Research articles have begun to occupy the status of a prominent academic genre, as publishing one is a significant way to gain credibility and to establish oneself as a researcher among members of a discourse community. One way to distinguish discourse communities is to look at the linguistic features used in the generic structure of their research articles. One of these linguistic features is metadiscourse which deals with the connection between authors, texts and readers. The present study adopted Hyland’s (2005a) model of metadiscourse to compare the use of interactional markers in the moves of 40 research article introductions from Applied Linguistics and Chemistry. Findings indicated some variations in the way that disciplinary authors employed interactional devices in introduction moves. These findings can be discussed in terms of familiarizing novice writers with discipline-specific features of their research article introduction and interpersonality in establishing a link between a text and readers.
This paper compares two different theoretical approaches which have been developed to account for metaphoric interpretation: the comparison approach and the categorisation approach. Following a brief review on the history of the two theoretical approaches, the paper points out in part 5 that these two approaches are not fundamentally incompatible. It is further argued in parts 6 and 7 that while the comparison approach can be improved to provide metaphoric interpretations beyond a focus on words and phrases, similar improvement can hardly be made for the categorisation approach, whether by updating the approach itself or by merging it with non-categorisational processes. As a result, the metaphoric cases accountable by the categorisation approach can only be a subset of the cases accountable by the comparison approach.
Hēi diào ‘to turn black’ (黑掉) denotes a change-of-state meaning, but in social media, it has a special pragmatic use that emphasizes “bad consequences” following an uncooperative act, whether right or wrong. This metaphorical and new transitive use of hēi diào, which is unique among netizens, has changed the literal status of hēi ‘black’ to other additional accomplishment/achievement meanings. Our study examined the expression hēi diào using data from a social media corpus, the PTT Bulletin Board System. We also analysed all the constructions of hēi diào and similar [V diào (掉)] patterns in the corpus. Unlike most previous work, which analysed the uses of [V diào] only, our study observed pragmatic connotations of hēi diào in social media—uses that only materialized in certain contexts.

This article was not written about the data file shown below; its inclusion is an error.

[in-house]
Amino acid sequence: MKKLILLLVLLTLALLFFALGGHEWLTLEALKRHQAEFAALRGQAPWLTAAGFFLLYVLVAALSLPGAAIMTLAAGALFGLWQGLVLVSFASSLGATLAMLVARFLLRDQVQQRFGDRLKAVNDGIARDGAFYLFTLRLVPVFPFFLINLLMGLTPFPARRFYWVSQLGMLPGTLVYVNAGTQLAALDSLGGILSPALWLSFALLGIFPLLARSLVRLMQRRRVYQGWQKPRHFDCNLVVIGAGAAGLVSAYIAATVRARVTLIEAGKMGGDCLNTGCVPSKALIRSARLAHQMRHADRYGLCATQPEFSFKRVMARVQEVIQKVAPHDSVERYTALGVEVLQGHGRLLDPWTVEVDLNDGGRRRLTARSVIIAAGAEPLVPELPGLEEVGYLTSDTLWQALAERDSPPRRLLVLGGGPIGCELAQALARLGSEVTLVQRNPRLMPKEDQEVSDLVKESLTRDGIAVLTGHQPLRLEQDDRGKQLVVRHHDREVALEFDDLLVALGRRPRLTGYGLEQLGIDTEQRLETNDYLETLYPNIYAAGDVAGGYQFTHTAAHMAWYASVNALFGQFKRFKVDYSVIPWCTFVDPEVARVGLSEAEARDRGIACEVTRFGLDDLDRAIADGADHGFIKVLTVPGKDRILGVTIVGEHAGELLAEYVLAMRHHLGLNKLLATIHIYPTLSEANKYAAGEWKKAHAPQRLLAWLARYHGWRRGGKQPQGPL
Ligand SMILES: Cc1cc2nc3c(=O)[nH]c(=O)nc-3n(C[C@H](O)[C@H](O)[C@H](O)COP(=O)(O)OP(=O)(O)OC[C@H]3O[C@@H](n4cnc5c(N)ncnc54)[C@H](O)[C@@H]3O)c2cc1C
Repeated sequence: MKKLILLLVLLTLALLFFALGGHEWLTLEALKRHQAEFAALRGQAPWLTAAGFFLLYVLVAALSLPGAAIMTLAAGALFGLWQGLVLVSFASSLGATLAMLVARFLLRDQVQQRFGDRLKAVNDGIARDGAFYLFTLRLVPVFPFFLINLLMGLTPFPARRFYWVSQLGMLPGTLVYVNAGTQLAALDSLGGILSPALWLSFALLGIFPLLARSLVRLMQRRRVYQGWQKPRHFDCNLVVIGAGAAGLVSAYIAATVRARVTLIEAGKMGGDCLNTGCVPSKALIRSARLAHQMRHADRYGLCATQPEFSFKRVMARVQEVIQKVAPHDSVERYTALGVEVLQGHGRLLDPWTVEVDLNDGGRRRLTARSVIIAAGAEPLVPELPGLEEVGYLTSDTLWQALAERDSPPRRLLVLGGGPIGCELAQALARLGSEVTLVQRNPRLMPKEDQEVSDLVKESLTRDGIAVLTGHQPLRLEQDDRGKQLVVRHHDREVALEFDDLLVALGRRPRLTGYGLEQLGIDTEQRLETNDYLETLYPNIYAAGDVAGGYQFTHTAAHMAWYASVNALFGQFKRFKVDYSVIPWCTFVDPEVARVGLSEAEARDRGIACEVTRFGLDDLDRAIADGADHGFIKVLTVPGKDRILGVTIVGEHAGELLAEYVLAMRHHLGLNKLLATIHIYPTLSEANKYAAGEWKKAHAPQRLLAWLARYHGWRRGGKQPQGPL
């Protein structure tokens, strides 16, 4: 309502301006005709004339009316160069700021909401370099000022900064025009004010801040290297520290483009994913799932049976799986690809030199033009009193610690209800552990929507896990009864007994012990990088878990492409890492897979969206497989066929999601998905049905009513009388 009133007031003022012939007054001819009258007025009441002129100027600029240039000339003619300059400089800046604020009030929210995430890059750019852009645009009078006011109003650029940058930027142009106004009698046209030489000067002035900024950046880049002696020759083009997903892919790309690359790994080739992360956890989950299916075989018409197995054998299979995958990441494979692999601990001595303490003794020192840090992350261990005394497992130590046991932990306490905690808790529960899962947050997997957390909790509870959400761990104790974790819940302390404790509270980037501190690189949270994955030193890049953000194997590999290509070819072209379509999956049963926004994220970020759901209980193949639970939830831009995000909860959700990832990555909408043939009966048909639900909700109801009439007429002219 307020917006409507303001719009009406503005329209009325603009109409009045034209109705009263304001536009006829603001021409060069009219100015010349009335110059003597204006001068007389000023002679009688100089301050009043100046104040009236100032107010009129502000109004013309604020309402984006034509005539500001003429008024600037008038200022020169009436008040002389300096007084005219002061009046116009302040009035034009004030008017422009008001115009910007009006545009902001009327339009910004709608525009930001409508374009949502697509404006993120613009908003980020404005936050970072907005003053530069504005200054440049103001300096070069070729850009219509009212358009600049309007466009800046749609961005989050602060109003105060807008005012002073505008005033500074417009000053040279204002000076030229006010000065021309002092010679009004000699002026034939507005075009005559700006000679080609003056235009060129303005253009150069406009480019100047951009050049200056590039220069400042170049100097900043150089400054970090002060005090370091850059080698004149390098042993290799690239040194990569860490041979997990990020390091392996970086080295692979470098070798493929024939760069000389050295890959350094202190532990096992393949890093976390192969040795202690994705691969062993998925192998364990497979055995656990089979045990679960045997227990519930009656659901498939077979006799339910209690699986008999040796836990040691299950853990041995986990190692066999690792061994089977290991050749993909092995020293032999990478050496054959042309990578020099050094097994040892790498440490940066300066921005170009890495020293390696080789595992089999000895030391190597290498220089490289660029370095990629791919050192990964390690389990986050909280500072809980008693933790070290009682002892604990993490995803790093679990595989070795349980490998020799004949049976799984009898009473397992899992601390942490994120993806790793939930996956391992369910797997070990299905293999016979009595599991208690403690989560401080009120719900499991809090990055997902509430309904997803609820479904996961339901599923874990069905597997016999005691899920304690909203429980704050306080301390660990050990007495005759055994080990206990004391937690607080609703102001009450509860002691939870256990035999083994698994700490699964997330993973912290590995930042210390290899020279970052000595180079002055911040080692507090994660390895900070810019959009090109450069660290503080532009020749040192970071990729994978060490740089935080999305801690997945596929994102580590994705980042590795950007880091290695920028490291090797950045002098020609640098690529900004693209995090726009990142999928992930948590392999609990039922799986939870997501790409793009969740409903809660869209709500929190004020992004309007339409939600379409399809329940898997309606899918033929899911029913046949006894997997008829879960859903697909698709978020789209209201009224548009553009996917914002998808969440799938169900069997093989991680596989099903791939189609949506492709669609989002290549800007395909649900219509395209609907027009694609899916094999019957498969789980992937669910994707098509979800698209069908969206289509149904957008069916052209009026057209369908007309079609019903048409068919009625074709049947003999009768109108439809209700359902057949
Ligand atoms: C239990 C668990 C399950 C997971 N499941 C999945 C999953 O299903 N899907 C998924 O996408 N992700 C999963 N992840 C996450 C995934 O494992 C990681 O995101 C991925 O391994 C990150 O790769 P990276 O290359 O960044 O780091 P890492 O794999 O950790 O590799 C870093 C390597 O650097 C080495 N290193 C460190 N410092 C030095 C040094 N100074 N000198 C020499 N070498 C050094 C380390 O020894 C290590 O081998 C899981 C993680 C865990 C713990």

Studies of how adult Chinese speakers express disagreement at work or in business have a well-established tradition; whereas, studies on young students and university lecturers are scarcer. In general, the description of relationships with authority figures has been characterised by evidence of greater distance and a greater rituality than equivalent Western uses. The objective of this work is to verify whether, in a mutated communicative situation, students express their opposition to lecturer via email using predominantly indirect and attenuated linguistic forms—as might be expected—or whether linguistics changes are evident. For this purpose, 149 university students wrote a letter to their language lecturer in which they express their disagreement with the grade received. The results of the analysis reveal that, contrary to what was predicted, acts of direct speech are prevalent.